People with aphasia, a condition that impairs the ability to understand or generate written or spoken language, are aided by assistive technology that helps them communicate through a vocabulary of icons. These systems are akin to language translation systems, translating icon arrangements into spoken or written language and vice versa. However, these icon-based systems have little vocabulary breadth or depth, making it difficult for people with aphasia to apply their usage to multiple real-world situations.
In the course of a day, an active individual has many reasons to communicate: reading a newspaper, visiting a doctor, shopping, or debating sports. Daily communication not only enriches peoples’ lives but also expands their vocabulary and enhances their language skills.
Icons are traditionally used in these assistive technologies because of their simplicity and clarity. Because they are painstakingly designed and engineered, icon-based systems remain unable to handle a large number of topics to the depth that a user might want. For example, the current icon-based systems are not flexible enough to handle the ever-changing topics of politics nor deep enough to accommodate the local and regional terms that appear in newspapers. It is also hard for other people to use these structured collections of icons to interact with people with aphasia; a caregiver may want to introduce a new medicine, but find it impossible to describe the medicine with existing icons and therefore need to add new icons to the system. This can lead to a frustrating and slow exchange as caregivers first search for desired icons and then create and add new ones.
The abundance and diversity of web images guarantee that a unique one can be found that captures the specific entity that is wanted for an image-based communication. However, compared to the icons which were carefully crafted to support communication, web images have inherent shortcomings. Their complex content may evoke several meanings, and different people might interpret them differently. Their quality and resolution vary significantly, and relatively few are labeled meaningfully.
To investigate this use of images, we conducted two studies to explore whether web images are as effective as a set of icons created specifically for people with aphasia. We concentrated on an aphasic individual’s perception of the pictorial representations instead of how they would use such representations in communicating, because, in practice, caregivers or family members involved in the care of the patients are expected to be the individuals who will select the images from the web and add them to the aphasic’s assistive language system.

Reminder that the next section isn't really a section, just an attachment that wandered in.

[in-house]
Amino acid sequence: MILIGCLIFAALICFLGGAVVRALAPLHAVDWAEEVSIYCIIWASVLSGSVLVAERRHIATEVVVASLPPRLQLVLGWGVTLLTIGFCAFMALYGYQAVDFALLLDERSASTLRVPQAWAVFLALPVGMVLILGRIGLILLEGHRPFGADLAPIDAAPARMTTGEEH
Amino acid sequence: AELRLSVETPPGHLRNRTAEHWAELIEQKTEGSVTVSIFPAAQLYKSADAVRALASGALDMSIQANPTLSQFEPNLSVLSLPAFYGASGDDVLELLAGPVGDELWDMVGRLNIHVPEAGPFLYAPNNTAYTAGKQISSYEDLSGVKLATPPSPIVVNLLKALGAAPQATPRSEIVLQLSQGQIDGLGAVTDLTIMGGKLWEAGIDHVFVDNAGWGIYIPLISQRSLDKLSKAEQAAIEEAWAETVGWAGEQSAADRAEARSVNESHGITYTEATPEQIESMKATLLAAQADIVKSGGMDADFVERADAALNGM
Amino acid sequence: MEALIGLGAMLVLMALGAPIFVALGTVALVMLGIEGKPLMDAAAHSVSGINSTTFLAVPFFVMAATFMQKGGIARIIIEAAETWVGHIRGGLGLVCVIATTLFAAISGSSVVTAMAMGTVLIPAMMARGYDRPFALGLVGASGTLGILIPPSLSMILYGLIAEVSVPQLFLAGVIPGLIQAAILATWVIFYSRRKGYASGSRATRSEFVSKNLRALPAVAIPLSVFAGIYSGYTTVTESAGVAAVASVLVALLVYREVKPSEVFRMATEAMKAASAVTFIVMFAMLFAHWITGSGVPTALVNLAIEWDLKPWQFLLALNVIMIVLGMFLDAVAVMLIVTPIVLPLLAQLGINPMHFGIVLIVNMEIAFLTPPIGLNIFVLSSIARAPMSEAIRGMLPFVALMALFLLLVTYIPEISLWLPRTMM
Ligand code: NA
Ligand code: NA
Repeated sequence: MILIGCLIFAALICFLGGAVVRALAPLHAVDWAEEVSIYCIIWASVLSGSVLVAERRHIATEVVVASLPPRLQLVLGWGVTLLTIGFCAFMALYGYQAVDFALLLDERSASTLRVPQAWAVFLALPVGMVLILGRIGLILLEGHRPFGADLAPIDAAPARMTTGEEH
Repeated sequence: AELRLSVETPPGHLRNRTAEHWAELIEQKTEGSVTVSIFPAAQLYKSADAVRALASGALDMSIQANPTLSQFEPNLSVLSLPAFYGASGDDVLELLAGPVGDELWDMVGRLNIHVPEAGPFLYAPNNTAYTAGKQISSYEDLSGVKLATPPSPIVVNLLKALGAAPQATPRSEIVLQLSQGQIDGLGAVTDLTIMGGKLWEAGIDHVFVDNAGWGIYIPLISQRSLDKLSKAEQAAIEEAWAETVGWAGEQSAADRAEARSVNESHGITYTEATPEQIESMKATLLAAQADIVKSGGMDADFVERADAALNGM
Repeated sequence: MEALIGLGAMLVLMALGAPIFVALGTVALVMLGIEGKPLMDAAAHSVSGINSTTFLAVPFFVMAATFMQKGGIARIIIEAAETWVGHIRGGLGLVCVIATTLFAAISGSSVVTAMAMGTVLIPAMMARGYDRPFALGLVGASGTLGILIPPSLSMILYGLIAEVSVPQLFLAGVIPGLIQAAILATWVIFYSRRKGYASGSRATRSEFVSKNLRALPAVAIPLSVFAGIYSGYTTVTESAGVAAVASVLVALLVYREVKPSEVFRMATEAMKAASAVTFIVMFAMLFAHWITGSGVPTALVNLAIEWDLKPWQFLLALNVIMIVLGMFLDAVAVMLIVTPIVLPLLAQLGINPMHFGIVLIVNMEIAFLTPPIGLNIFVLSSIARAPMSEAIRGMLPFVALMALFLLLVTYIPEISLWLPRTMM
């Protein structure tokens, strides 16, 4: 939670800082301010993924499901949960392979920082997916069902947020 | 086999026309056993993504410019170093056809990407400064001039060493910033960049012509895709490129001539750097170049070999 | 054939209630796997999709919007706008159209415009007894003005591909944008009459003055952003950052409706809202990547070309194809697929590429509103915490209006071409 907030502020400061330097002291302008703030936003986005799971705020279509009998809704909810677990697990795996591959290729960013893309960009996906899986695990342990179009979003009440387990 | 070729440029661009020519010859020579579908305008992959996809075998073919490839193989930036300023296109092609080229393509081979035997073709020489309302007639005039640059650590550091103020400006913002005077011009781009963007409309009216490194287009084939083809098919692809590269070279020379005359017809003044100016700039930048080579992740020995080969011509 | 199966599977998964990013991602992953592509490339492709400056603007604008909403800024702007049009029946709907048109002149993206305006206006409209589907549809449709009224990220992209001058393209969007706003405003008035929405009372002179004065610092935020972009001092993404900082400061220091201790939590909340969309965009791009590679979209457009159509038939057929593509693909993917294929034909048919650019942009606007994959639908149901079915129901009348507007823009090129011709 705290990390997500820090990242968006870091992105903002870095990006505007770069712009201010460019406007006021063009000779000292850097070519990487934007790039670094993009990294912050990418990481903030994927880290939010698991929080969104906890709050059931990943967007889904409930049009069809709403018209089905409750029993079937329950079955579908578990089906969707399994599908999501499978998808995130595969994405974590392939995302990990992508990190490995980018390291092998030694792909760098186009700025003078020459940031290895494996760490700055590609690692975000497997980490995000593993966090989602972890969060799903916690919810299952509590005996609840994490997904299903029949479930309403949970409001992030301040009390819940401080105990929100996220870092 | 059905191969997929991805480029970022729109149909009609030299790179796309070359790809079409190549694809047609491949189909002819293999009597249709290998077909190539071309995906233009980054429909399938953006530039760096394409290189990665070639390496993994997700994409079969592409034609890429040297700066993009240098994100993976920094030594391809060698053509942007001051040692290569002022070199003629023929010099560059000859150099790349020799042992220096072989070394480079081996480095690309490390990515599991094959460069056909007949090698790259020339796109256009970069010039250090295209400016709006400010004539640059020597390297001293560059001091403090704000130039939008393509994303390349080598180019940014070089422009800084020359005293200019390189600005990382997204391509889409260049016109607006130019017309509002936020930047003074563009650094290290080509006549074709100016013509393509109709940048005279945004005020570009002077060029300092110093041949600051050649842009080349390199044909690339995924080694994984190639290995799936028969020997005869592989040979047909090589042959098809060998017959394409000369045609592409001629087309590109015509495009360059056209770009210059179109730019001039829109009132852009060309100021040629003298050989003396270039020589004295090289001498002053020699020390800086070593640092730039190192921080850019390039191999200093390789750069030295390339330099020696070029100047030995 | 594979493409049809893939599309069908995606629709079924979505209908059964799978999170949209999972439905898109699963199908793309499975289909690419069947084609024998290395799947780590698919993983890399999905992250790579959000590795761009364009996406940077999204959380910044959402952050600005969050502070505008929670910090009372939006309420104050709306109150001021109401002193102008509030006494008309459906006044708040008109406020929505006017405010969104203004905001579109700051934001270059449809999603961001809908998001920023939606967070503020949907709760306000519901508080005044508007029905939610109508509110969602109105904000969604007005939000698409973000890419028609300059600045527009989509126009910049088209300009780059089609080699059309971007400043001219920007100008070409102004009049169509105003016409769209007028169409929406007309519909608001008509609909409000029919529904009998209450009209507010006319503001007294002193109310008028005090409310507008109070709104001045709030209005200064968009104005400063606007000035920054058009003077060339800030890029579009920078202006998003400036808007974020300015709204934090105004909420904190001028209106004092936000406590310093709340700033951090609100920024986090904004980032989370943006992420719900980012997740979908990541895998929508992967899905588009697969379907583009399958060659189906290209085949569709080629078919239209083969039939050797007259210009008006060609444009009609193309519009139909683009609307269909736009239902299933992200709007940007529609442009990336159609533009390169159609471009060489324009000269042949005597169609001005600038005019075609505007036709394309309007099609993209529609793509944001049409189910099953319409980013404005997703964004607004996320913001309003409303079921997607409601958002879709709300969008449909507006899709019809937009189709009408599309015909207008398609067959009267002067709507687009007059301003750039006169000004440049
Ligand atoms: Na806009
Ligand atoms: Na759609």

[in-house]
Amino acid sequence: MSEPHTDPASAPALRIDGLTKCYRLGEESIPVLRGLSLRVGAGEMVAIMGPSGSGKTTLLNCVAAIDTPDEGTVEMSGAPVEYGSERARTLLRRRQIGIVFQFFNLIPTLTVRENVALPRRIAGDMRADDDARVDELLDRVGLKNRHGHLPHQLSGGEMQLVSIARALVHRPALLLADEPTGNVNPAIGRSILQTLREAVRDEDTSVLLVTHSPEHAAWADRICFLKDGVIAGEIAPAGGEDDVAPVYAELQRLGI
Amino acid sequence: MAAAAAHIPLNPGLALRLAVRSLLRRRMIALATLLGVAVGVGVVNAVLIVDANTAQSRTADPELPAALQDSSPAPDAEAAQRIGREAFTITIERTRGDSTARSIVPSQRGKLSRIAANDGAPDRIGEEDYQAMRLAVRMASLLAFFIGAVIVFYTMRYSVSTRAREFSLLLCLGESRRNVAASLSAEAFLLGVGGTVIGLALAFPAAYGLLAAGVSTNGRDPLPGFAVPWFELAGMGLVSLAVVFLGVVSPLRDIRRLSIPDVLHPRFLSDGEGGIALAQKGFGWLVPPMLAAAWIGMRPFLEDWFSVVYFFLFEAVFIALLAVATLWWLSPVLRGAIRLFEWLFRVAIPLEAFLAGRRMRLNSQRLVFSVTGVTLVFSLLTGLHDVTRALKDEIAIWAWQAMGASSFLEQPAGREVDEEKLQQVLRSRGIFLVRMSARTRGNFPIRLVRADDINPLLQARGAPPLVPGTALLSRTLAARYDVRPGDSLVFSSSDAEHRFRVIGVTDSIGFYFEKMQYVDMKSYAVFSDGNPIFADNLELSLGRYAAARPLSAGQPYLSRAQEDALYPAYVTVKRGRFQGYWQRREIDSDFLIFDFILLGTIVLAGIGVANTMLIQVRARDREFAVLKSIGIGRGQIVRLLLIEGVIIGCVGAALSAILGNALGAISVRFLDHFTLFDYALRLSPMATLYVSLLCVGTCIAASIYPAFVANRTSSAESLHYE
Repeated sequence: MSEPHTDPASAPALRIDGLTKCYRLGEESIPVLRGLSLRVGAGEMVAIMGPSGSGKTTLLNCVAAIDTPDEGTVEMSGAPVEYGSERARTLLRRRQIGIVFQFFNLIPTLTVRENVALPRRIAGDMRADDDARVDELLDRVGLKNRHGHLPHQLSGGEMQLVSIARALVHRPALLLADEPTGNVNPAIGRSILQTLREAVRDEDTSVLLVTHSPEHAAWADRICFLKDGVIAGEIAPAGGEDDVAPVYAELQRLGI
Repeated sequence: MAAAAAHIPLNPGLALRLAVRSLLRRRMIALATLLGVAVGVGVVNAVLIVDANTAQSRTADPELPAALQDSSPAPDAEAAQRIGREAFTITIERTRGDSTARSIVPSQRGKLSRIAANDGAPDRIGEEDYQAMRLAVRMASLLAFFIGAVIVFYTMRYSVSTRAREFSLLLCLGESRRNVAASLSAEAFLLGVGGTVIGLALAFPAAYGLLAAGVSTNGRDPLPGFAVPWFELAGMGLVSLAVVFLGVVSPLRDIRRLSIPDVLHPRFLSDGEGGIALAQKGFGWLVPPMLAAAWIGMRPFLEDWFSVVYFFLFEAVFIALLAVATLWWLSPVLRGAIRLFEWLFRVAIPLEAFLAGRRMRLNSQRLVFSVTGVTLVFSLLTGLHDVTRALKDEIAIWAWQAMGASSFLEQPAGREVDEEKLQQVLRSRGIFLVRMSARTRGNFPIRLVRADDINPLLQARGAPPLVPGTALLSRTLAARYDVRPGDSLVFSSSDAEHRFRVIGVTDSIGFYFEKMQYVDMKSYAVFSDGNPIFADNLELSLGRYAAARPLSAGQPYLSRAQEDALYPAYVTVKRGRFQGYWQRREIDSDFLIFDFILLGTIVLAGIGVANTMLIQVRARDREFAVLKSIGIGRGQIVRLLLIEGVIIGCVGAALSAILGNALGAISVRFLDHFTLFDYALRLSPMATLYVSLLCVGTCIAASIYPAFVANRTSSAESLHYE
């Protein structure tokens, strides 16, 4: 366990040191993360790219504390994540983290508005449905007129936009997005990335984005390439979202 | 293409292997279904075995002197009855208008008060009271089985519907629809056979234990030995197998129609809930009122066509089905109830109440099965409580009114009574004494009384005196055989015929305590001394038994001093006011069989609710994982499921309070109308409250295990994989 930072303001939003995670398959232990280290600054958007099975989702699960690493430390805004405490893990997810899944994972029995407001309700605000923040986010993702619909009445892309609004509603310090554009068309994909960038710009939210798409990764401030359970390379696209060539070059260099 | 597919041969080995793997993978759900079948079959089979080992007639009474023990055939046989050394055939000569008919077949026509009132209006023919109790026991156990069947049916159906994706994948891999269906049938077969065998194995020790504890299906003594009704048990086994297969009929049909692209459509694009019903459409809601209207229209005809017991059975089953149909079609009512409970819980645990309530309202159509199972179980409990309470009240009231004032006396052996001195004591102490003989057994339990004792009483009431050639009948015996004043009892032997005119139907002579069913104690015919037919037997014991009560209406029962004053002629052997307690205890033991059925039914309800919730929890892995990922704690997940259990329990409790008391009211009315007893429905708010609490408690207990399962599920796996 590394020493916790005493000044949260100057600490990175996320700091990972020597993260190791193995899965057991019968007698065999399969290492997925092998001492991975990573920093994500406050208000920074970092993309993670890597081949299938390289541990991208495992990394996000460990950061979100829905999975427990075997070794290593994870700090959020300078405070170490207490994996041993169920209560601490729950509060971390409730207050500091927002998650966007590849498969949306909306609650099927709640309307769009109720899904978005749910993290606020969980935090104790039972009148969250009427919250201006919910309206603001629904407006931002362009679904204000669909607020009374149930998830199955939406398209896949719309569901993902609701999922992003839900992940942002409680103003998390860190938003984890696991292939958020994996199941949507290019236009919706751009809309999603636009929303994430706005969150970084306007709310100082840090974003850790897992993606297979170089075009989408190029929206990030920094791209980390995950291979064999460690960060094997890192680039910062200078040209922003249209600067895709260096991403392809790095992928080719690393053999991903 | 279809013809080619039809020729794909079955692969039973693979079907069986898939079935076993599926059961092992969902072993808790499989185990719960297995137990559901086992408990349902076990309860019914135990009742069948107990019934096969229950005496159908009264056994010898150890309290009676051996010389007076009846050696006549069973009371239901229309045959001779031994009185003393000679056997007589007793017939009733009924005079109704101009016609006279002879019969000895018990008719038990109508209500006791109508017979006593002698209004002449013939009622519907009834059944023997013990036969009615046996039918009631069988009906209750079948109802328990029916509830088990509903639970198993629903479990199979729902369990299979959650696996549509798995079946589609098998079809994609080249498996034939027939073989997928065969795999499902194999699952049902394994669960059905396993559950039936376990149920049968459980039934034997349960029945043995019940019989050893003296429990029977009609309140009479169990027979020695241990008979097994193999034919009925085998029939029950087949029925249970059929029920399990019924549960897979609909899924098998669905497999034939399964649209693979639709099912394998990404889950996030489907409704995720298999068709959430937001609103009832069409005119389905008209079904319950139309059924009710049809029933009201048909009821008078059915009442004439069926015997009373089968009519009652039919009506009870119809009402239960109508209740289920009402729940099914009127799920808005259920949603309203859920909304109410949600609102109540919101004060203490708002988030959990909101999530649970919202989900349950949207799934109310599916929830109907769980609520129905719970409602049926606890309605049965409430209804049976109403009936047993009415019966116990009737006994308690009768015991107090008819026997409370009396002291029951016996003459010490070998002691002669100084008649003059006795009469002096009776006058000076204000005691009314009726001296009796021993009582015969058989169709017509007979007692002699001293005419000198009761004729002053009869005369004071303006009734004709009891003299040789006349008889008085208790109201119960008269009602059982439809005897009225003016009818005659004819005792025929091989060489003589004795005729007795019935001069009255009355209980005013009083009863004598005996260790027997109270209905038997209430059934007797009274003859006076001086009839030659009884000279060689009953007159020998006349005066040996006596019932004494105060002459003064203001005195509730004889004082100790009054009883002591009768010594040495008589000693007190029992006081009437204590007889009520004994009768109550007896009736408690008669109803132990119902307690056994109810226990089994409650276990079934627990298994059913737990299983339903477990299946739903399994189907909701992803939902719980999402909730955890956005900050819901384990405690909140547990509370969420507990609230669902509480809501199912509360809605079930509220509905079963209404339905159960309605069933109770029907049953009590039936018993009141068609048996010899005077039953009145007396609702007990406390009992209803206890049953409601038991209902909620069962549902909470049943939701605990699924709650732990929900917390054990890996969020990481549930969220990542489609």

Perception of Use of Icons
Icons are a type of practical, minimalist art. When the task of building visual vocabularies was one of simply moving from concept to image, with no ready-made alternatives available, they were a logical choice for presenting concepts. Icons retain contours, which are important for the perception of shapes but omit visual cues such as texture and color that are not as relevant to interpretation. Research has shown that line drawings depict the essentials of size, shape, and location of their subjects. It consists of a set of black and white symbols drawn on index cards. Each symbol represents a meaningful concept that a person with aphasia might wish to express.
Perception of Use of Images
Images are realistic and provide more interpretation cues than icons. Image attributes such as color, contrast, and segmentation influence the perception of the size and depth of an object. The distinguishing property of many real-world objects is also their distinctive color (e.g. lemon vs. lime). Likewise, the texture is useful in visualizing a surface; orientation, density, contrast, and size of the texture pattern are effective cues for recognizing the image. The presence of color, texture and visible discontinuities help observers identify basic features of the viewed image such as shape, orientation in space, light source, and size without the need for training or written annotation. Images are used to help people cope with memory, language, or speech deficiencies that accompany aging. Investigations show that communication is enhanced by pictures, especially realistic pictures, not only for people functioning at normal cognitive levels but also for people with cognitive degeneration or impairment. using images for communication can lead to significant improvements in learning for people with cognitive disabilities. Research, as well as anecdotal evidence, also shows that people with aphasia already use photographs to share memories, experiences, and information with friends, family, and strangers.